When I started this website in 2009, I was using Joomla. Then at some point I switch to WordPress because it was much easier to manage my posts. And it was hosted at one.com, where I initially registered this domain name. However, the network and service wasn’t really stable and I had a lot of hiccups back then. As a result, in 2017 I migrated the website to Scaleway.com, which offers very cheap virtual machines and small bare metal instances.
Another reason why I switched was because I was also running a real-time crypto price crawling and algorithmic trading service with a few servers, and since my website didn’t have a ton of visitors, I could put it together with other services. Back then a small instance cost only 5 euros per month, and I found it to be more cost-effective than other cloud computing providers like AWS, GCP or Vultr. As time went by, I had more resource intensive services running, such as staking pools which require large volumes. I ended up upgrading those tiny instances, and adding more resources from Scaleway. Then later when I phased out such services and reduced the number of instances, I couldn’t switch back to the smaller instances because either they didn’t exist any more or I couldn’t downgrade the volume size. So in the end I was paying a large monthly bill to run a small WordPress application.
And today I finally managed to spare a few hours reviewing the services I need, and decided it to migrate it back to one.com, which I was already paying anyway. As a side note, the price of one.com subscription also increase by 4x or 5x in 10 years.
Migrating WordPress alone is easy: backup all the files and database, then copy files to one.com, import the database, and setup the DNS on Cloudflare. I asked ChatGPT to draw me this flowchart:
| Old Server | Backup files and database | Local Server |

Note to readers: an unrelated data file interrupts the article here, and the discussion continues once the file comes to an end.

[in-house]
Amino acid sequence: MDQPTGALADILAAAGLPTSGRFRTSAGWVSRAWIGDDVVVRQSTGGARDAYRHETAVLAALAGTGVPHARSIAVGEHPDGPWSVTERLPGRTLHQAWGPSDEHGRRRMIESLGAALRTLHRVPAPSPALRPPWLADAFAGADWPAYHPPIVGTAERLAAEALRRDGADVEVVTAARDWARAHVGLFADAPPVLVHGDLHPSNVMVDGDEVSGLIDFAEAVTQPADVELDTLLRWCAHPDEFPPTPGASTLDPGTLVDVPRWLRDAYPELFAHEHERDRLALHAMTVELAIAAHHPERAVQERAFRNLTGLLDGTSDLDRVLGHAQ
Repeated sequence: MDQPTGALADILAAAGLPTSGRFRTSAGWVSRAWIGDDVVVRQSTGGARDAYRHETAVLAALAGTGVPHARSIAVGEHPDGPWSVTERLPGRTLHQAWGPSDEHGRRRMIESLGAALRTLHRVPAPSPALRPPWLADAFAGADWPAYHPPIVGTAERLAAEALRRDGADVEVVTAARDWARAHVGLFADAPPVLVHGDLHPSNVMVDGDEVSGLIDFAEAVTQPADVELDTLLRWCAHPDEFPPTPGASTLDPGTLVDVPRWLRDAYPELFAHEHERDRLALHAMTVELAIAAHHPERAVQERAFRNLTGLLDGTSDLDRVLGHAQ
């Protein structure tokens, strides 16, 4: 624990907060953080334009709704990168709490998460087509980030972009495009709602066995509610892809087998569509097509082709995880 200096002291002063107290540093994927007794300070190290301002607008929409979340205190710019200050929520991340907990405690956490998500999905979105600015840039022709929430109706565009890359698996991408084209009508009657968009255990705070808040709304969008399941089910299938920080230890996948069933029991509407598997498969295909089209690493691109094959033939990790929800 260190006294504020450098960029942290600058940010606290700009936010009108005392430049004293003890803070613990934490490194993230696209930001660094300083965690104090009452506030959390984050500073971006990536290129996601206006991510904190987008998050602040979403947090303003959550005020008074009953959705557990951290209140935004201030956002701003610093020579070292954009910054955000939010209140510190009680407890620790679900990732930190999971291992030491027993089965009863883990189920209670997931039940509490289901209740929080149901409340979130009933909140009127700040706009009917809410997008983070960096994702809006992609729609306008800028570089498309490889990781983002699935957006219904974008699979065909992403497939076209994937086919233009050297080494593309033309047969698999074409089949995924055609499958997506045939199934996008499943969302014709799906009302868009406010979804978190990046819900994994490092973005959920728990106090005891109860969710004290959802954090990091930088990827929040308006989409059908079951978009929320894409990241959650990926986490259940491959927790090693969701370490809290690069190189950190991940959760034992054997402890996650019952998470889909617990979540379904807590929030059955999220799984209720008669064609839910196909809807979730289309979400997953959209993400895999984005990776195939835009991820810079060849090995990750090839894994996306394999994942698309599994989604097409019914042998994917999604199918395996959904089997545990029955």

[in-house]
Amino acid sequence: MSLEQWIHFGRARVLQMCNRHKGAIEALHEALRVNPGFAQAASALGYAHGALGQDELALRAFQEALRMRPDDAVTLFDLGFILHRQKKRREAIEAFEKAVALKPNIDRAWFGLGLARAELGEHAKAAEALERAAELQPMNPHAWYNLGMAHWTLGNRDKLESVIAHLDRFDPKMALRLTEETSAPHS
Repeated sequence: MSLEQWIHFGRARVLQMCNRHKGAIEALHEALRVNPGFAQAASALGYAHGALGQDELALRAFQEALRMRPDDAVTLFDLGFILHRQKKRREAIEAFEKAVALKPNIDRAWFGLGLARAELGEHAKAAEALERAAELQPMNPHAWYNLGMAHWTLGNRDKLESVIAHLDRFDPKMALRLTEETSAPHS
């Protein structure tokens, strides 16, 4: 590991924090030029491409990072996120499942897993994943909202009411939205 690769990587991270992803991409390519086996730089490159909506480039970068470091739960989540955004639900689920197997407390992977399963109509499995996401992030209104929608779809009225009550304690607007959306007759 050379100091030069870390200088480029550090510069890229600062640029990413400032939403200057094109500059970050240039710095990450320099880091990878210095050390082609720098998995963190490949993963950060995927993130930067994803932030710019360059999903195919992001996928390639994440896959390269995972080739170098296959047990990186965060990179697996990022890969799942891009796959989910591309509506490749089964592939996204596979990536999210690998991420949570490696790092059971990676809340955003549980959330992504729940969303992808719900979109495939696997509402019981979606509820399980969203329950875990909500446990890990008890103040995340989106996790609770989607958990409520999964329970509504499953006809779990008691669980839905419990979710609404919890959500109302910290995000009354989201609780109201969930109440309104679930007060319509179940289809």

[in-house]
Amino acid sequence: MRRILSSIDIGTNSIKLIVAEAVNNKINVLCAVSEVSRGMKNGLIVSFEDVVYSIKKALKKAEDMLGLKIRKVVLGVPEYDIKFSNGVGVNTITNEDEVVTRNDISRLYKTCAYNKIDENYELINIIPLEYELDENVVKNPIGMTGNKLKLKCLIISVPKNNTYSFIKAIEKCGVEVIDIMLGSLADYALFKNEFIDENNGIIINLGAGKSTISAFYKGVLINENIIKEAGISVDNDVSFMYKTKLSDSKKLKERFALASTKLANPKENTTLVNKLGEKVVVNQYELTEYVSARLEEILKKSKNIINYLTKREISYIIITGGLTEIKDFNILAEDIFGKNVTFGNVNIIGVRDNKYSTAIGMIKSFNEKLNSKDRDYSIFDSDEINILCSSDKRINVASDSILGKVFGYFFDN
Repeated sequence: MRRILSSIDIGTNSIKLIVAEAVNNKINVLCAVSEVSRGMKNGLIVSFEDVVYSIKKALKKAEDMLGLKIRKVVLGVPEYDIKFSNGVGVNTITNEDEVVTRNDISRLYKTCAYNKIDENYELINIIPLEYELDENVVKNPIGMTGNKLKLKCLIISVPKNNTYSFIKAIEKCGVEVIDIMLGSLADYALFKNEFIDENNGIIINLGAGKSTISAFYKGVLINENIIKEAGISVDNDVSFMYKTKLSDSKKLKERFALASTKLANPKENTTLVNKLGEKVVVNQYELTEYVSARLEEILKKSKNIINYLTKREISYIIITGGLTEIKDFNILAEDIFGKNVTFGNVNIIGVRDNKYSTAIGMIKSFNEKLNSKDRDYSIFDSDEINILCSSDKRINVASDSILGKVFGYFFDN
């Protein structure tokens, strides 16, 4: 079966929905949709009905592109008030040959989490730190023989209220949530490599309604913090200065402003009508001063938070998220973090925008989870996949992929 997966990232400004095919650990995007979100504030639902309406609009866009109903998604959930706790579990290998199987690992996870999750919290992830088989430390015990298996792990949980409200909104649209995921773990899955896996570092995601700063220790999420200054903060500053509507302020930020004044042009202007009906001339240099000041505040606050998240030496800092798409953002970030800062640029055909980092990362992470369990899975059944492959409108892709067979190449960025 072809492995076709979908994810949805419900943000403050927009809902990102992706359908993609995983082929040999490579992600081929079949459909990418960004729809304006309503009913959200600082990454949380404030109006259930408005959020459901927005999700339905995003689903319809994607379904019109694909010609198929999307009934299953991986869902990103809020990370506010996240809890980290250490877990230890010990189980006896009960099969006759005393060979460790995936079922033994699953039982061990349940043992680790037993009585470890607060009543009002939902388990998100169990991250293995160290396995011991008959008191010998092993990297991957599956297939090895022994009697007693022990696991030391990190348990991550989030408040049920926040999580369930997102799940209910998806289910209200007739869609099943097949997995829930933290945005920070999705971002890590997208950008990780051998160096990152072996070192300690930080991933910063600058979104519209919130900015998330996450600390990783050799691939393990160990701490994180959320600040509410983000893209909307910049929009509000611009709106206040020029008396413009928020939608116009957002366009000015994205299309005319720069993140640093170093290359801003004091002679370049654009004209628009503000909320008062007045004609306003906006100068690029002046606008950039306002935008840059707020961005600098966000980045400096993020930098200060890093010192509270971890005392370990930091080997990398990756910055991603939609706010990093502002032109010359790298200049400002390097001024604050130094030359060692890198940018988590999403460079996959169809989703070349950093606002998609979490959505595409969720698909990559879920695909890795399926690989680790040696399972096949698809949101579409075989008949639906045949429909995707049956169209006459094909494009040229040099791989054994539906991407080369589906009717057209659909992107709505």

+-------------+ ----------------------------> +-------------+
| Import database
| New Server |
| Update URLs in database
| New Server |
During the process, I also tried setting up a local LAMP+WP service with
docker-compose (this repo is very useful: https://github.com/nezhar/wordpress-docker-compose) and tried exporting my posts into GoHugo format. In the end I believed it was too much hassle and not worth it.
A few issues I encountered during the migration process:
.htaccessfiles should be set up properly, otherwise WP complains about 404 for sub pages.
- Some WP plugins were outdated (code highlighting, for example), so it caused some page rendering issues. When I replaced the plugin such issues are gone.
- File permissions has to be 744 or 755 for the
- I used
nslookup daoyuan.li ns01.one.comto get the IP of one.com’s server, and manually updated it on Cloudflare, since I prefer to use Cloudflare to manage my DNS. In the future I may need to automate this process, in case one.com moves my VM to another server. Or at lease I should monitor the output from ns01.one.com versus kara.ns.cloudflare.com.
Besides migrating WP, I also had a few other websites to migrate. But since they are all static websites, I used Cloudflare Pages to host them and assigned the domains to the corresponding Pages project.
I probably spent 3 to 4 hours migrating everything, and double checking everything works fine. Then I went ahead and terminated all instances, elastic IPs and volumes on Scaleway. That would save me a couple of hundred euros a year. Not bad ROI!Leave a Comment